I haven't looked at Form before. I seem to recall the name from somewhere, but I might be mistaken. Perhaps it's that the theoretical physicists I know use Mathematica almost exclusively.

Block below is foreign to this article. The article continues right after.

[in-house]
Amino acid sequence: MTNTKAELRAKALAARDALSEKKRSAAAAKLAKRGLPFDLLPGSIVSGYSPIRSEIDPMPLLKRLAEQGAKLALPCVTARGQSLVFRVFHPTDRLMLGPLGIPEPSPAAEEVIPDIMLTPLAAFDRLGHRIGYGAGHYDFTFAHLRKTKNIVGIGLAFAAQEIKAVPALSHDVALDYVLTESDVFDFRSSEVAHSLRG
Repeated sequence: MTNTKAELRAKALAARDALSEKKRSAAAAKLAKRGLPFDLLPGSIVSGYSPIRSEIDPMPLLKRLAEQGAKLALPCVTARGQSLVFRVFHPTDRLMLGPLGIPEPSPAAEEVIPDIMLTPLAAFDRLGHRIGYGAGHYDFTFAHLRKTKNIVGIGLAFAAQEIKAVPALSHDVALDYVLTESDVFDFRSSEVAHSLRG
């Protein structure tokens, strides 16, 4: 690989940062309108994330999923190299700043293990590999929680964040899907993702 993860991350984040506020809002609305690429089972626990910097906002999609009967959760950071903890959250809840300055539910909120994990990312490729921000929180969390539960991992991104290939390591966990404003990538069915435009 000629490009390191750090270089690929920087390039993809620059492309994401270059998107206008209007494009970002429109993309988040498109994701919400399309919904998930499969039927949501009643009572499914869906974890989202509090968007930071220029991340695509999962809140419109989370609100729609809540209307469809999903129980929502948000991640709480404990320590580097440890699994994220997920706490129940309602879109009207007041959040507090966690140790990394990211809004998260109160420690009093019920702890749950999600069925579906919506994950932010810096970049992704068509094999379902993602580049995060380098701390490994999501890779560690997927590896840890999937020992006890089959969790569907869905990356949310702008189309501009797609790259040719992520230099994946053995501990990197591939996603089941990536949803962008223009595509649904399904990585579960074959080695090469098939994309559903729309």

Indeed Form received some attention at my department. I wasn't urged nor required to look into it, but did so out of curiosity. It's a very powerful piece of software that IMHO may deserve being known also outside of high energy physics circles. I remember experimenting with it, and finding it has many interesting features. But seriously, since you mentioned Mathematica, speaking about the latter, or similar "high level" software, the tutorial (or was it the reference manual?) of Form is clear: they're like swiss army knives that "do it all". Form is quite different: it is extremely specialized, a knife that will only do one thing. To do more complex stuff you will have to know how to do so, and that won't be just as intuitive as with those other programs. For example, Form doesn't know what a derivative is: it can indeed do calculations that involve derivatives, but you have to instruct it to do so! The advantage is that it will happily and effciently handle computations on which those other things may choke...
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